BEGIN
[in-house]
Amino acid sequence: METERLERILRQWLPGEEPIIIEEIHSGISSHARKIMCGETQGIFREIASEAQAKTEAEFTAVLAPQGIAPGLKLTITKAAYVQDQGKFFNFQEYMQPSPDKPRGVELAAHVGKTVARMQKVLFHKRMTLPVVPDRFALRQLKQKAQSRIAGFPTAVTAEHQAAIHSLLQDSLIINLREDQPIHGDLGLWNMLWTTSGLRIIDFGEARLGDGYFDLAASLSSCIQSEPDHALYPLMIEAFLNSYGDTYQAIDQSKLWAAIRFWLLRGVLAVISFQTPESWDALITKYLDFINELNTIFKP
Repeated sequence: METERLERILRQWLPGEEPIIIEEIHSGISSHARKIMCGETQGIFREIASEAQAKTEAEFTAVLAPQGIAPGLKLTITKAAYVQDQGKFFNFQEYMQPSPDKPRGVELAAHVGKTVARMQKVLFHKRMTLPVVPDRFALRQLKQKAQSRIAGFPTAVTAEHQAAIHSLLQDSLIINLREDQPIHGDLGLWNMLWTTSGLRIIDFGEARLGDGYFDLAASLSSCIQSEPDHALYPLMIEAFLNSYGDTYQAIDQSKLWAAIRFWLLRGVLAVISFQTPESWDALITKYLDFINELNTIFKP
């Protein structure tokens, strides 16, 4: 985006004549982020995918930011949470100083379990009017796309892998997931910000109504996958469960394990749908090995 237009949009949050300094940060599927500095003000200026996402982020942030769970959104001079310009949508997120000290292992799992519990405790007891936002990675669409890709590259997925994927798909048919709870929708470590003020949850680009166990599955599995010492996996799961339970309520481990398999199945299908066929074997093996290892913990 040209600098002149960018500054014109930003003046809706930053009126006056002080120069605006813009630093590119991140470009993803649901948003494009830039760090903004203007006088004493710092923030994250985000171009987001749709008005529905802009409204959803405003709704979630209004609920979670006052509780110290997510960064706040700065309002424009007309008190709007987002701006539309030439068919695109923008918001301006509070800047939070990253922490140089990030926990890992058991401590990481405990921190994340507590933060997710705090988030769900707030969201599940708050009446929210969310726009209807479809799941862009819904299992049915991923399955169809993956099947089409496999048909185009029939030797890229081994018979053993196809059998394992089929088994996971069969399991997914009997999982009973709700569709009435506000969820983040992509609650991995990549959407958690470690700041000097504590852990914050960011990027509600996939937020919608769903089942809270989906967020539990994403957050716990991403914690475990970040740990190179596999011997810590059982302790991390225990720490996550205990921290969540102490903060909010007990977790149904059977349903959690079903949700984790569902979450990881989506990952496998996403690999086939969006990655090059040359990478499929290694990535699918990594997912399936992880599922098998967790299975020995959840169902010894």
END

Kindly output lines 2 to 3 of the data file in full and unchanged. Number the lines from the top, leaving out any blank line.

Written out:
Amino acid sequence: METERLERILRQWLPGEEPIIIEEIHSGISSHARKIMCGETQGIFREIASEAQAKTEAEFTAVLAPQGIAPGLKLTITKAAYVQDQGKFFNFQEYMQPSPDKPRGVELAAHVGKTVARMQKVLFHKRMTLPVVPDRFALRQLKQKAQSRIAGFPTAVTAEHQAAIHSLLQDSLIINLREDQPIHGDLGLWNMLWTTSGLRIIDFGEARLGDGYFDLAASLSSCIQSEPDHALYPLMIEAFLNSYGDTYQAIDQSKLWAAIRFWLLRGVLAVISFQTPESWDALITKYLDFINELNTIFKP
Repeated sequence: METERLERILRQWLPGEEPIIIEEIHSGISSHARKIMCGETQGIFREIASEAQAKTEAEFTAVLAPQGIAPGLKLTITKAAYVQDQGKFFNFQEYMQPSPDKPRGVELAAHVGKTVARMQKVLFHKRMTLPVVPDRFALRQLKQKAQSRIAGFPTAVTAEHQAAIHSLLQDSLIINLREDQPIHGDLGLWNMLWTTSGLRIIDFGEARLGDGYFDLAASLSSCIQSEPDHALYPLMIEAFLNSYGDTYQAIDQSKLWAAIRFWLLRGVLAVISFQTPESWDALITKYLDFINELNTIFKP